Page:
Interventional radiology suite opens at Wrexham Maelor Hospital

By Jo Makosinski | Published: 21-Sep-2022

New X-ray suite delivers improved image quality and low radiation dose

A new interventional radiology suite will help reduce the number of scans patients need before a procedure. 

The new suite in the radiology department of Wrexham Maelor Hospital has involved remodelling of the area and the installation of a new Siemens Artis Q C-arm, a state-of-the-art X-ray machine which delivers improved levels of image quality with a reduced radiation dose. 

Steve Roberts, radiology services manager at the hospital, said: “The redevelopment of the interventional radiology area, together with the installation of this new equipment, will make a massive difference to all our patients who use our service.” 

New software included with the system will reduce the need for patients to undergo additional CT or MRI imaging prior to an operation, as previous scans can be imported into the new system and used to guide the interventional radiologists during procedures. 

Vicky Jackson, interventional radiology service lead, said: “The new equipment will benefit patients across sub specialities delivering vascular angioplasty locally, a procedure to restore blood flow to the arteries, supporting the orthopaedic service with pain relieving joint injections, providing cardiac pacemaker insertions, and a full spectrum of acute intervention services for urology and gastro patients.”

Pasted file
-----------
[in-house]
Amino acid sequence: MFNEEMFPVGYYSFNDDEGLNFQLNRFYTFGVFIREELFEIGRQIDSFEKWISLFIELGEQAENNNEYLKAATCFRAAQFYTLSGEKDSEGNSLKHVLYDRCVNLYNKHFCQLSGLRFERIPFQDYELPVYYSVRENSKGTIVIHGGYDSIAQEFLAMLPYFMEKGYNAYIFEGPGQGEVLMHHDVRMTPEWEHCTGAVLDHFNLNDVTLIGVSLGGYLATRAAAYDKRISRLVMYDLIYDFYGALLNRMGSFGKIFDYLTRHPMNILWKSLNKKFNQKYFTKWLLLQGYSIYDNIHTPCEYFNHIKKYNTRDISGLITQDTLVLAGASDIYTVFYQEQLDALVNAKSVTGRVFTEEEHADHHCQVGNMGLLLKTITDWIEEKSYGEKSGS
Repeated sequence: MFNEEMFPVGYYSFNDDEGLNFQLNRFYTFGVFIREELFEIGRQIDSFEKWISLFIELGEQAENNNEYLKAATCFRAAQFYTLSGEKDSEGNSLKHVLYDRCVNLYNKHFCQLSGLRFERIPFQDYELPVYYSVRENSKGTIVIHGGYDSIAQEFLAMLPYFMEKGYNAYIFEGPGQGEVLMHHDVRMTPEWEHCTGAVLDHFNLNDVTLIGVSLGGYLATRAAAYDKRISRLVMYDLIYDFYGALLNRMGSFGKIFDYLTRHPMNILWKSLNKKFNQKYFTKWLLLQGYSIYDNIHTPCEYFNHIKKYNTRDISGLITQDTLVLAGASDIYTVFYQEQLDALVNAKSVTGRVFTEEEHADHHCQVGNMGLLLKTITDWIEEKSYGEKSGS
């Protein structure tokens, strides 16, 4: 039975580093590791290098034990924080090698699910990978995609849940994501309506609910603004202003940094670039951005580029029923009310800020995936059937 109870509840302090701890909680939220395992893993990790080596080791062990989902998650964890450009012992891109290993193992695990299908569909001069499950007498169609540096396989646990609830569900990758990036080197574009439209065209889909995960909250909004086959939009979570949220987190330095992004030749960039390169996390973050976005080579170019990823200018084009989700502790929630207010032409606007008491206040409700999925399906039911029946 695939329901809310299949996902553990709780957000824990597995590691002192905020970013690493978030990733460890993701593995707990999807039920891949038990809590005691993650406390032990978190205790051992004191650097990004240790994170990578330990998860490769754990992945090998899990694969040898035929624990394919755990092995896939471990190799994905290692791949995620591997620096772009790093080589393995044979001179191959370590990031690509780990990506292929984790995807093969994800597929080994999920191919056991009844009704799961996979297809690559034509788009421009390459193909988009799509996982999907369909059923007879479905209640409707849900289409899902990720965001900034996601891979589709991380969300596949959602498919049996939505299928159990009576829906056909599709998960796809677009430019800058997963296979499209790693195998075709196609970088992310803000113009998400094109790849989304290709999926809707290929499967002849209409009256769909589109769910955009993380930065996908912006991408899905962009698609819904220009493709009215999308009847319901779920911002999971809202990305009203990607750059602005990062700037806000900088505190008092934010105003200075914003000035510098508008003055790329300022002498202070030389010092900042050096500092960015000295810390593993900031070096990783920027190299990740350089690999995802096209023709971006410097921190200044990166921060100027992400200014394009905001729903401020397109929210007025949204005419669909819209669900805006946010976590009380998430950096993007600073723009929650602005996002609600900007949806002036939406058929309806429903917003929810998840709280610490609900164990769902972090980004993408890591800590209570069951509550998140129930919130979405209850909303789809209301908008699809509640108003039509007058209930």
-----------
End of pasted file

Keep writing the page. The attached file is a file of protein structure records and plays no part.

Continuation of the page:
The new Artis C-arm is part of a multi-million-pound equipment replacement programme, funded by the Welsh Government, that Betsi Cadwaladr University Health Board is carrying out within the radiology service across North Wales, which includes X-ray rooms, scanners, and ultrasound machines.   

The hospital has also recently installed a new modular MRI scanner outside the radiology department.

The new modular building is fully equipped with an advanced MRI scanner which will be on site for six months and will help provide MRI capacity while the existing scanner is upgraded.

Earlier this year the radiology department also received a new state-of-the-art gamma camera, an imaging device which scans parts of the body, including most major organs such as the brain, lungs and bones.

The camera, which replaced an old imaging device, has faster scan times, clearer images, and a lower radiation dose, which will overall help speed up patient diagnoses.

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